Workers reported that farm operators left two temporary workers to die from the virus in their cabins and did not report the deaths as required.
“This farm clearly understood the steps they were required to take to keep workers safe and prevent the spread of the coronavirus,” said L&I Director Joel Sacks. “Gebbers made it very apparent to investigators they had no intention of following the rules as written regarding temporary agricultural worker housing and transportation."
The farm was also fined $13,200 in May after a previous complaint about a lack of social distancing and other unsafe working conditions.
Gebbers Farm has 15 days to appeal the fines.
Gebbers Farm primarily deals in apples, cherries, and pears.
— Dyer Oxley
Please only use ferries for essential holiday travel
12:25 p.m. — Officials with Washington State Ferries are asking you only hop onboard this holiday season if your travel is deemed essential.
They want to reduce potential spread of the coronavirus amid a time that is expected to prompt another surge.
They're also warning of possible delays and changes to the sailing schedules because of crew availability during the pandemic.
— Angela King
Moderna vaccine approved and coming to Washington
Noon — Shipments of Moderna's newly-approved coronavirus vaccine could start arriving in Washington state this week. Last week, it was reported that Washington expects to receive 128,000 doses of the Moderna vaccine.
A workgroup of vaccine specialists from California, Nevada, Oregon, and Washington gave it the green light Sunday. That clears the way for Washington to start getting its second coronavirus vaccine.
Last week, the CDC told Washington leaders the upcoming shipment of the Pfizer's vaccine would be reduced by 40%. No explanation as to why, but the governor's office says there’s “no indication” more reductions are “likely to occur.”
— Angela King
CVS to administer Covid-19 vaccine at WA long-term care facilities next week
10:37 a.m. — Starting December 28, CVS Health is to begin vaccinating residents of 771 assisted living and nursing facilities across Washington state.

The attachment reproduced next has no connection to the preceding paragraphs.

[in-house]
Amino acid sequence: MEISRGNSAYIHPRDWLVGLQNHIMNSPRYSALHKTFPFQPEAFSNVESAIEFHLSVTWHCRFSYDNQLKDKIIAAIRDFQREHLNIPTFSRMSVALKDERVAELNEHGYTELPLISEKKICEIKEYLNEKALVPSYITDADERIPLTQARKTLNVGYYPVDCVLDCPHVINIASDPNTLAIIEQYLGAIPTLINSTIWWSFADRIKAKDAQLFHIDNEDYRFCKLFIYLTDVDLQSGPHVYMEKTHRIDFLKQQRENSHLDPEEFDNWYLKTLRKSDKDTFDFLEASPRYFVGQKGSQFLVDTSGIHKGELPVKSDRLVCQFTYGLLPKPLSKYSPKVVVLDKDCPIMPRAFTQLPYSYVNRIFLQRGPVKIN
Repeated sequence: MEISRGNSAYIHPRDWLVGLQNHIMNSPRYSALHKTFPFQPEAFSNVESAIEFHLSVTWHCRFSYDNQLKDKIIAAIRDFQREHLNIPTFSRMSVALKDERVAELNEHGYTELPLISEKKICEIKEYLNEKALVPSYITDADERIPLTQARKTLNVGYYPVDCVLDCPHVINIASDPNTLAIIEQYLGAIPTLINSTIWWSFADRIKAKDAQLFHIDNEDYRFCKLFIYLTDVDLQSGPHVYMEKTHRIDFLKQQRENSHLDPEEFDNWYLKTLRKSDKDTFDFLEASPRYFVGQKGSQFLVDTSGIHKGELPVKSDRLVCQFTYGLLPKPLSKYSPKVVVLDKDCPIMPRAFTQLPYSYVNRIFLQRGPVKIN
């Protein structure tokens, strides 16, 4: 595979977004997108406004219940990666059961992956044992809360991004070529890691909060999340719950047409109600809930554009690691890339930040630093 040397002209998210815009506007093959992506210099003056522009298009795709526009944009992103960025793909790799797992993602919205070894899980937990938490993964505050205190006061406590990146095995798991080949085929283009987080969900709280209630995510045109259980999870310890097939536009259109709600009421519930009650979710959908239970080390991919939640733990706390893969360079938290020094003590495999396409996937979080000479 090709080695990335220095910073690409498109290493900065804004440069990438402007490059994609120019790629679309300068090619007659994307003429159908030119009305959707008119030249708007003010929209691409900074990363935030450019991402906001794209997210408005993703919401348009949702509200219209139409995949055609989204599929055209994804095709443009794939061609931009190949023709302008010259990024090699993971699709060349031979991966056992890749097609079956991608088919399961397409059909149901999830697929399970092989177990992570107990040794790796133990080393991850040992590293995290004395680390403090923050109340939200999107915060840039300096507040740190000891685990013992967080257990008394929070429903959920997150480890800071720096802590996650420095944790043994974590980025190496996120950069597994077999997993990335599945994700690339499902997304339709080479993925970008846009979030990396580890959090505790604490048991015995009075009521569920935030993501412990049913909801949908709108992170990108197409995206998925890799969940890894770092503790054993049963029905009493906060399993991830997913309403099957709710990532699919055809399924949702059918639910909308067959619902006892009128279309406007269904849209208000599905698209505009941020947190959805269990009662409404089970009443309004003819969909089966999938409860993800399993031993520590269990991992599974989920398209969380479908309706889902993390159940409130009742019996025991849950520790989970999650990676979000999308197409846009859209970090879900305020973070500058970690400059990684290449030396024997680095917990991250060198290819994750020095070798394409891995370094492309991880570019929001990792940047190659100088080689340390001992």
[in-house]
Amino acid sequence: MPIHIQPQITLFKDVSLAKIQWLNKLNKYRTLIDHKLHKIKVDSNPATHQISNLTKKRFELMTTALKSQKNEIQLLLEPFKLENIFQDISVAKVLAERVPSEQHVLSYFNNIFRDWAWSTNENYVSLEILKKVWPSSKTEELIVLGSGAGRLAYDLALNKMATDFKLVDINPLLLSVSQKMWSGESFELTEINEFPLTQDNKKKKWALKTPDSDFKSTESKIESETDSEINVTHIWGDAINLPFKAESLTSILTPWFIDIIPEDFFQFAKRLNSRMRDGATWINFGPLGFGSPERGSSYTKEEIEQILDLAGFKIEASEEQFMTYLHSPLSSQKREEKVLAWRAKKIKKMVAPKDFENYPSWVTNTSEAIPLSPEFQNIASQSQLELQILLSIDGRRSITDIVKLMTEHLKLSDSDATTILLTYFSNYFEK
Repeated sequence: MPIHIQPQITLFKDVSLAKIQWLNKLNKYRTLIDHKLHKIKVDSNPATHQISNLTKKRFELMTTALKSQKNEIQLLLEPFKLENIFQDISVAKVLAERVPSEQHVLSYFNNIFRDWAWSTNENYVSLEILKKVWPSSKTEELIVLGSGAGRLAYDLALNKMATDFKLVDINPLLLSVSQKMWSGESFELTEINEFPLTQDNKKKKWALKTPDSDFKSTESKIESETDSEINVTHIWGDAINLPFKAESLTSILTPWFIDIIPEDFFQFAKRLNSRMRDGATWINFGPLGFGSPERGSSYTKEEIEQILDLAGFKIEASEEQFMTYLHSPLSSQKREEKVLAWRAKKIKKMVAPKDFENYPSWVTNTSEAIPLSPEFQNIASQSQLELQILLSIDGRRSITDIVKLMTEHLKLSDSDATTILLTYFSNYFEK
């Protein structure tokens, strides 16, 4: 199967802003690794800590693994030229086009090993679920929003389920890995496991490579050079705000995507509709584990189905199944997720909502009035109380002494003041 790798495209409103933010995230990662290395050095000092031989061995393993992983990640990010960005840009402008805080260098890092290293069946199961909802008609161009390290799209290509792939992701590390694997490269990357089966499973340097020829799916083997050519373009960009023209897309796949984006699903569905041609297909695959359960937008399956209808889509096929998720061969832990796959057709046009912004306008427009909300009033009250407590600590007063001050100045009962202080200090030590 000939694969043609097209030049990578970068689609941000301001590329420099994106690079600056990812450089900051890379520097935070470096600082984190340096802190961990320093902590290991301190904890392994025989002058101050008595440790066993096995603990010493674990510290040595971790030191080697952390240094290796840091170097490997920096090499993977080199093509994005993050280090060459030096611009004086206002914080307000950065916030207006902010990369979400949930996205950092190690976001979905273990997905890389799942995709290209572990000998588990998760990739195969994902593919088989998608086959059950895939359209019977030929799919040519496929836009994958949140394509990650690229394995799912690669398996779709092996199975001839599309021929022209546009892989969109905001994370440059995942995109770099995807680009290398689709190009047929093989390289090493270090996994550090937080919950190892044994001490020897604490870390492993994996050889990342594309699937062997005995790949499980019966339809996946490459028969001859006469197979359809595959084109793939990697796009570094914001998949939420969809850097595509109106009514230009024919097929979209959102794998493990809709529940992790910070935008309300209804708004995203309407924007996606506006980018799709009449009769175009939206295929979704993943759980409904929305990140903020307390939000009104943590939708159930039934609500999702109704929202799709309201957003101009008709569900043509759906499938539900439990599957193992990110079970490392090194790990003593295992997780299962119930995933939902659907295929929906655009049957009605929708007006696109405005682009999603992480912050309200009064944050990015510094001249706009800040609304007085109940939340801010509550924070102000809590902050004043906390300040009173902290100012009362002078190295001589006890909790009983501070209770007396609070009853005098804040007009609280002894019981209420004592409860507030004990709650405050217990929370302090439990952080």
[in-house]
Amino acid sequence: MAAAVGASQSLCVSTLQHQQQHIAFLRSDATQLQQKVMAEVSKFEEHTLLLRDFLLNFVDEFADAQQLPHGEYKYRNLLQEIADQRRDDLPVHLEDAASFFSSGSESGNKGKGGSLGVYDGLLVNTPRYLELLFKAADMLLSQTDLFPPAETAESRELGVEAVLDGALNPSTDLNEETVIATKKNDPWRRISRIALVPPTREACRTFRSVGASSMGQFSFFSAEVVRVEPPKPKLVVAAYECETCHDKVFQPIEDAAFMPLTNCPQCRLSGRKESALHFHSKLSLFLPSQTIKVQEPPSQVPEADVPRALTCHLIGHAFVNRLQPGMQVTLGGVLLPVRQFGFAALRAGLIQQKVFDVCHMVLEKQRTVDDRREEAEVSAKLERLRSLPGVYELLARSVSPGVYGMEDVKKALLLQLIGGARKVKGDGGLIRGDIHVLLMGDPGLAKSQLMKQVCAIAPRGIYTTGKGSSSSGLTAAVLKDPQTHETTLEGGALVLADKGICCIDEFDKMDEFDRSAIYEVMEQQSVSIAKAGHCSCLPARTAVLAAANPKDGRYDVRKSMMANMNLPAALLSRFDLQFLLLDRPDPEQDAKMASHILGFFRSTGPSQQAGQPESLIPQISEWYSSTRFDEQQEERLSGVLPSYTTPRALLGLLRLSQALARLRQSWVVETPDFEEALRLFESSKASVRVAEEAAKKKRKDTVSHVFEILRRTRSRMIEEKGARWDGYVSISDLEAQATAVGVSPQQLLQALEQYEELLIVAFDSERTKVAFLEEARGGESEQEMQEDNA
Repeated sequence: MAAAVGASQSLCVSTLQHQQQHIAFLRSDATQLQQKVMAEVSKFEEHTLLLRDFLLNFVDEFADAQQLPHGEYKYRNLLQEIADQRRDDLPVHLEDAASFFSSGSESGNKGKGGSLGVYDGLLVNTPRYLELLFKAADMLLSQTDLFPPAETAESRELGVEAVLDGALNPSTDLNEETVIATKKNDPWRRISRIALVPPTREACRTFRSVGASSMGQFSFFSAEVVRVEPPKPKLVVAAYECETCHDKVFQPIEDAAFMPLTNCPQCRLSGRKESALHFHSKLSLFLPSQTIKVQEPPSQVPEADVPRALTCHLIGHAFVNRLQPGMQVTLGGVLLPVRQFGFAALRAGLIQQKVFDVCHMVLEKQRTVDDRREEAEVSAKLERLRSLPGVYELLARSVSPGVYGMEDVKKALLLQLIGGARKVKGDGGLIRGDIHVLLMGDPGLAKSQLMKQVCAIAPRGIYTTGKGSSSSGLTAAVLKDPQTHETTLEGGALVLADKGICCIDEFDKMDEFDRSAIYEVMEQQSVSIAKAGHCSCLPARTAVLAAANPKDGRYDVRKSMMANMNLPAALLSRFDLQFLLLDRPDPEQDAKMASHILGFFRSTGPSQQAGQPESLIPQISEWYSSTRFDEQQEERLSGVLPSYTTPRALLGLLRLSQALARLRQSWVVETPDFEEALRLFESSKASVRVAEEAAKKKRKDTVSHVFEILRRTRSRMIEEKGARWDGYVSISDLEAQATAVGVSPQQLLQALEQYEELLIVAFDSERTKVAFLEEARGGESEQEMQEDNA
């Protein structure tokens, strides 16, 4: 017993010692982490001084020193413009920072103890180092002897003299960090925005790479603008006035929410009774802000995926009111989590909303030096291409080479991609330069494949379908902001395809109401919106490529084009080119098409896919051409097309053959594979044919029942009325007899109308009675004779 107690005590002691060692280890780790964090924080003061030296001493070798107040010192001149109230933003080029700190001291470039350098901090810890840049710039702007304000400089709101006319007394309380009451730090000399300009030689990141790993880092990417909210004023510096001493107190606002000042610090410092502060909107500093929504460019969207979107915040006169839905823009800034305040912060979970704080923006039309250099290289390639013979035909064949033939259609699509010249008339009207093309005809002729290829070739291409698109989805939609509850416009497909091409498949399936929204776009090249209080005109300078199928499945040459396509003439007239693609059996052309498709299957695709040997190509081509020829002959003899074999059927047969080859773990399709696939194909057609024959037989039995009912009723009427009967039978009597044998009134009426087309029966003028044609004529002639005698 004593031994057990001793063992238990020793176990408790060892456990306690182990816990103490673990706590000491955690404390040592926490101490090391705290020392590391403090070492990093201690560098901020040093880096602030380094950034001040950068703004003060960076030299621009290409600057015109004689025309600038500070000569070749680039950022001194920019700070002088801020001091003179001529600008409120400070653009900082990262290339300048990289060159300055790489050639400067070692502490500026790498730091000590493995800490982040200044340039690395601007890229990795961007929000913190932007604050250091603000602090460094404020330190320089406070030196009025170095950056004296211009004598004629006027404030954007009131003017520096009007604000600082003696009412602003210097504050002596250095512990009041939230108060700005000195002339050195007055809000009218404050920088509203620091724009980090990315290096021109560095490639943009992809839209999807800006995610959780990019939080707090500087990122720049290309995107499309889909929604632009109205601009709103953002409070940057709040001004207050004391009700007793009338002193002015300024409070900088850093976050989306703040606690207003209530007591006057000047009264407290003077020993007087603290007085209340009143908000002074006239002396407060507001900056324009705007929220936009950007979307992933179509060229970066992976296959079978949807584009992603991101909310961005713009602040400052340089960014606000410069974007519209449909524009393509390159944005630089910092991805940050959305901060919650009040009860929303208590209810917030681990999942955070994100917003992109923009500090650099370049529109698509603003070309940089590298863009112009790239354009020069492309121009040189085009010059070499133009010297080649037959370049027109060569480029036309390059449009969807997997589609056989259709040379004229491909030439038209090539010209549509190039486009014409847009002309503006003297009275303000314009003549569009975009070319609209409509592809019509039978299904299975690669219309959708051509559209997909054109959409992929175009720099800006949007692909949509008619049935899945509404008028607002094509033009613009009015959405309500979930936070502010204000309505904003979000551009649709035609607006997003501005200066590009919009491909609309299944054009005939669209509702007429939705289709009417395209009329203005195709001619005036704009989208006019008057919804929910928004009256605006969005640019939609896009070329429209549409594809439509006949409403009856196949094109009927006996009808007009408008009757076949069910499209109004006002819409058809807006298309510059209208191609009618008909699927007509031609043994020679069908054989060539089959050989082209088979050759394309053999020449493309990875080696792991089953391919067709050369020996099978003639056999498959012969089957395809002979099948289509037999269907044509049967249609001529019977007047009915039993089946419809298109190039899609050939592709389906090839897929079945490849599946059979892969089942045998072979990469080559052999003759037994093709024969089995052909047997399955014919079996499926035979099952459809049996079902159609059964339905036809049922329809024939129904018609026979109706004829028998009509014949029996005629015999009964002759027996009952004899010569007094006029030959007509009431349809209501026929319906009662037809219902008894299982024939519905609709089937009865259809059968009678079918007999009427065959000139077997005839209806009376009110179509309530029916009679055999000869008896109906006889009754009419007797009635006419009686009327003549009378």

The nationwide vaccination program, using the Pfizer-BioNTech vaccine, launches in 12 other states this week. CVS says it anticpates vaccinating up to 4 million residents and staff at more than 40,000 long-term care institutions through the roughly 12-week program.
The vaccinations at each facility are slated to take place over the course of three to four weeks, with each recipient getting an initial shoot and second booster shot.
CVS says it has an agreement with the U.S. Department of Health and Human Services to expand its vaccination efforts to the general public in 2021, but has not yet shared details about a specific launch date.
Doctor's experience with the vaccine
9:30 a.m. — Thousands of healthcare workers in Washington state have received the coronavirus vaccine since it was rolled out last week.
Swedish Health services says it's used its entire first shipment of Pfizer's vaccine — more than 5,500 doses. Swedish is now waiting for more doses.
Dr. Preethi Balakrishnan is one such Swedish doctor who received a dose of the vaccine. When the pandemic was raging through the Northwest in April, Dr. Balakrishnan was rotating through six Swedish intensive care units, and was feeling stressed. Even though cases are currently surging again, she now feels a sense of relief.
"People are more tired, they are kind of more worn out, from everything else that has happened this year," Dr. Balakrishnan said. "And I think having the vaccine has really given us a second burst of wind under our wings. It feels like the end is near."
Balakrishnan says some of her colleagues are eager to get the vaccine. Others are hesitating, and she has had a lot of conversations about the risks of the vaccine versus the risks of getting Covid-19.
For the general population, though, she says it should be an easier decision, because they get to watch how the vaccine is affecting those who are going first.
"There are so many of us who have gotten it and who have been frank about it, and it’s not like we feel like a million bucks but we feel pretty good," Dr. Balakrishnan said.
For her, the shot has meant a sore arm, grogginess and a slight headache the next day. But she says it feels about the same as getting a bad night’s sleep.
— Deborah Wang
Bloodworks Northwest testing donations for coronavirus antibodies
8 a.m. — The Northwest's largest blood bank, Bloodworks Northwest, says all donations will be tested for Covid-19 antibodies throughout the rest of December.
The goal is to identify those who have recovered from Covid-19, especially people who may not have known they were infected in the first place.
"Say, you felt bad back in March or April or you didn't know -- you may have been asymptomatic, now, you'll find out if you have the antibodies," said John Yeager with Bloodworks Northwest. "If you qualify, you can help somebody suffering with it."
Antibodies from blood donations have the potential to be used for convalescent plasma therapy. That's where blood from a recovered patient is used to boost the immune response of a hospitalized patient.
During the pandemic, blood donation centers are typically operating on an appointment-only basis. So, book ahead if you want to give blood over the holiday.
— Derek Wang